Heaven and Earth (1993), the final film in Oliver Stone’s Vietnam War trilogy, and the only one that had scenes shot in Thailand, traces the conflict through the eyes of a Vietnamese woman. The film illustrates how her life was drastically altered when Communist forces came to her village to fight the French and then the Americans. In the film she is captured and tortured by South Vietnamese troops, raped by the Viet Cong, impregnated and dumped by her employer, married by an American soldier played by Tommy Lee Jones, and eventually settled in the U.S. The film was shot in Vietnam and at Phang Nga Bay.
The Disney film, Operation Dumbo Drop (1995) is based on a true story surrounding elephant air dropping during the Vietnam War. In the movie, Green Berets portrayed by Danny Glover and Ray Liotta are ordered to transport an elephant to a remote village in exchange for the villagers help in monitoring the local Viet Cong. Principle filming took place in the provinces of Mae Hong Son, Kanchanaburi, Chiang Mai, and Lopburi. Pathet Thai, the elephant used in the film, was born in Thailand and raised in the U.S.
Filmed on location in Thailand, Rescue Dawn (2007) is the true story of a U.S. Navy pilot who escaped from a Pathet Lao POW camp after being shot down while on a secret mission over Laos. After being beaten and imprisoned, a pair of Americans, played by Christian Bale and Steve Zahn, manage to escape through the Lao jungle into Thailand. Despite the fact the production was shut down and the producer was arrested by Thai authorities for failing to pay $500,000 in “owed taxes”, the film was considered a critical triumph.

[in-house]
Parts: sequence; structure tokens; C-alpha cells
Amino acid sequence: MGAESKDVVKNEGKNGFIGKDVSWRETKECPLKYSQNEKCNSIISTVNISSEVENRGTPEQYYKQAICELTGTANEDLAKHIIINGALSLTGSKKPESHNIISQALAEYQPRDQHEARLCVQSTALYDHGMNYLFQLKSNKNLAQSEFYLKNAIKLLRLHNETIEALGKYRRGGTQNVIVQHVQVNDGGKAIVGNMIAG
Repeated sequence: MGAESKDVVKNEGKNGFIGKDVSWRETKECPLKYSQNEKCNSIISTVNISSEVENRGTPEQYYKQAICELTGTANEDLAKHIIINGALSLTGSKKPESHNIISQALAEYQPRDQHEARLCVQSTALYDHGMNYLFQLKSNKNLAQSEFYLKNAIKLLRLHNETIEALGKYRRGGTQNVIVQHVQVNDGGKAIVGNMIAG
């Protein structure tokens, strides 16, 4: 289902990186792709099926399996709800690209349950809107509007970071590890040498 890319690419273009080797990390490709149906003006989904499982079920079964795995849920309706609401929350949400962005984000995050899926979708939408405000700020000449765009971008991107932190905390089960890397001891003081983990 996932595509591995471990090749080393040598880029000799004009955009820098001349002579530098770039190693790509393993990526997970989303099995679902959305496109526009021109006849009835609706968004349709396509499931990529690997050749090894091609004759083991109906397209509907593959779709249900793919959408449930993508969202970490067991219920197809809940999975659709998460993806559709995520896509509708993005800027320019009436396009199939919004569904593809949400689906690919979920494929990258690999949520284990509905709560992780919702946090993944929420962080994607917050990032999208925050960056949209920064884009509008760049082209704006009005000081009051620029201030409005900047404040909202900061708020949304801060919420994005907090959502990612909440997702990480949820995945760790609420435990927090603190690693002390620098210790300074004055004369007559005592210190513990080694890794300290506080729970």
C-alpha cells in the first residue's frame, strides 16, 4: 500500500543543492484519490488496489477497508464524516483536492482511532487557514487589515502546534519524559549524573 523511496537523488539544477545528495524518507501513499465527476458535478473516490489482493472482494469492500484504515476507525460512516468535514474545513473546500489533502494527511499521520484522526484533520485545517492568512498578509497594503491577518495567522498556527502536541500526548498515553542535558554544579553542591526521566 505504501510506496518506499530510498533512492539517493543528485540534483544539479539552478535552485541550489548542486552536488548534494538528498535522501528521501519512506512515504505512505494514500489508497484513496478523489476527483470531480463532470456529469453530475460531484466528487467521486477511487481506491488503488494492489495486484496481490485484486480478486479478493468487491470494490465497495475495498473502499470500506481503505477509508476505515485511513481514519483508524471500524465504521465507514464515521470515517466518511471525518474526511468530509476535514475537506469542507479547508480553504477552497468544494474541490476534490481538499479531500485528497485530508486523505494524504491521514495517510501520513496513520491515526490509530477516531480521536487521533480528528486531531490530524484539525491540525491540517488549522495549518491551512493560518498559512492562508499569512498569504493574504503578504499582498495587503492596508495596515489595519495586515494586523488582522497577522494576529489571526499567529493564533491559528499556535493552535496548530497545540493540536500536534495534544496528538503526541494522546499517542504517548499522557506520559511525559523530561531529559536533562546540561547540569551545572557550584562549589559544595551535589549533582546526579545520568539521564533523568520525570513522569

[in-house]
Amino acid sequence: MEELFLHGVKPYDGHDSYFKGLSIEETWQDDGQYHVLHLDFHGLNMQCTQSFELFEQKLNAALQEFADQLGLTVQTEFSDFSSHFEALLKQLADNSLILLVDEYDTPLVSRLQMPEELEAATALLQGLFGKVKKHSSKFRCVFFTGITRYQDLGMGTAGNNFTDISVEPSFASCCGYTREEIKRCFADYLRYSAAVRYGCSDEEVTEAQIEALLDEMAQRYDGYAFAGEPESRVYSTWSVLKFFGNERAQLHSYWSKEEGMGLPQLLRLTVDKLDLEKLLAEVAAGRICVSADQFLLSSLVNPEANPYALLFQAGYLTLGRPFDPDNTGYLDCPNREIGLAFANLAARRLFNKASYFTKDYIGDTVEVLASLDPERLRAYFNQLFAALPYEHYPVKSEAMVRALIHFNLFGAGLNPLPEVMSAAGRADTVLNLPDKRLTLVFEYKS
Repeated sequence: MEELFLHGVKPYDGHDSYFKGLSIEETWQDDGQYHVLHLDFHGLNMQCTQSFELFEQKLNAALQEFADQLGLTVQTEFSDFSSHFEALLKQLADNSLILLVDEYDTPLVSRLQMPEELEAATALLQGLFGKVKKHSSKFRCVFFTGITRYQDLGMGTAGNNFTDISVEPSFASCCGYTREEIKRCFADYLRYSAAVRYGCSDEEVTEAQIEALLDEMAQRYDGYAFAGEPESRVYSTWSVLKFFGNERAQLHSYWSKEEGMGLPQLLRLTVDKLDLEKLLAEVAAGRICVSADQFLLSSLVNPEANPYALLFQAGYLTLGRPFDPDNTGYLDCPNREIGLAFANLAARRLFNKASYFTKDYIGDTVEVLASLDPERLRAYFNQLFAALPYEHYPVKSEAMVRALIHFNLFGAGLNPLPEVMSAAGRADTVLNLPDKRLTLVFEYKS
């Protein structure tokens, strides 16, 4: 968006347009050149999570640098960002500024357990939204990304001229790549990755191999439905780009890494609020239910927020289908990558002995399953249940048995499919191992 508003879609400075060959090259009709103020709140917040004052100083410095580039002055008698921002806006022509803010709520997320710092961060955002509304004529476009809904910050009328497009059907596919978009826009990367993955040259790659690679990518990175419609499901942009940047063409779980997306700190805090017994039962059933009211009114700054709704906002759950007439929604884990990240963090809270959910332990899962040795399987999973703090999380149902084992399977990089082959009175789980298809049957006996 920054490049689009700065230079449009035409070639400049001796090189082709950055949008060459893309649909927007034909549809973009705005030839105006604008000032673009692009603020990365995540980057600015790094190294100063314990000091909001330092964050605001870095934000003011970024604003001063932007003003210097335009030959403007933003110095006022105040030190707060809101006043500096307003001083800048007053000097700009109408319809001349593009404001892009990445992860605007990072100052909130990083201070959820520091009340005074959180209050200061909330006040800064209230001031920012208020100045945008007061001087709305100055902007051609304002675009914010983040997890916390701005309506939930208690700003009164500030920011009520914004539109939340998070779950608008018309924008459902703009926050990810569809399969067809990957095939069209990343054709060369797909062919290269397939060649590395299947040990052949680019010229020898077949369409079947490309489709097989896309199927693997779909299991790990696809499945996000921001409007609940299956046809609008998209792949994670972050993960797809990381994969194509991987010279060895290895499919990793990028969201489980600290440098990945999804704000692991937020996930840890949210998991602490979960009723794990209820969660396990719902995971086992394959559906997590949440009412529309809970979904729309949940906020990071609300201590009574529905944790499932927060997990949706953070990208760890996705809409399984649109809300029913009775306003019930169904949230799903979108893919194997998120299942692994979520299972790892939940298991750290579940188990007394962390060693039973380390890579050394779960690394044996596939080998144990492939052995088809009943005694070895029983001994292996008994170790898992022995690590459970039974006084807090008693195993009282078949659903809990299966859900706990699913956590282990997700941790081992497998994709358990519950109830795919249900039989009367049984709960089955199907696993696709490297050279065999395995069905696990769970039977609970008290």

The third installment in Sylvester Stallone’s Rambo series, aptly titled Rambo III (1988) finds the ex-special forces soldier seeking enlightenment in a Thai monastery. However, he is lured away by his trusted colonel to help the Mujahideen rebels in Afghanistan. Bangkok and the Buddhist temple, Wat Buddhaphat in Chiang Mai, were featured prominently in the movie, while Israel served as Afghanistan. Note: the second Rambo movie, Rambo First Blood Part II (1985) was not filmed in Thailand, it was shot entirely in Mexico.
In Men of War (1994), Swedish-born actor Dolph Lundgren plays a down and out mercenary hired to separate a hidden treasure from the inhabitants of a tropical island in the Far East. Once there, he decides to help the island’s occupants. Together they face off against another mercenary who decided the treasure belongs to him. Thai locations include Bangkok, Ao Nang Beach and Khao Phanom Bencha National Park in Krabi and Khuean Si Nakarin National Park in Kanchanaburi.
In Rambo IV (2008), Rambo is eking out a simple existence in rural Thailand. He is reluctantly persuaded to ferry a group of Christian missionaries into war-torn Burma. After reaching their destination, the missionaries are captured by the brutal Burmese military regime. Not trusting the band of mercenaries hired by the church to rescue them, Rambo tags along to ensure their safety, and subsequently turns into a one-man killing machine. Filming took place along the Ping River in Chiang Mai.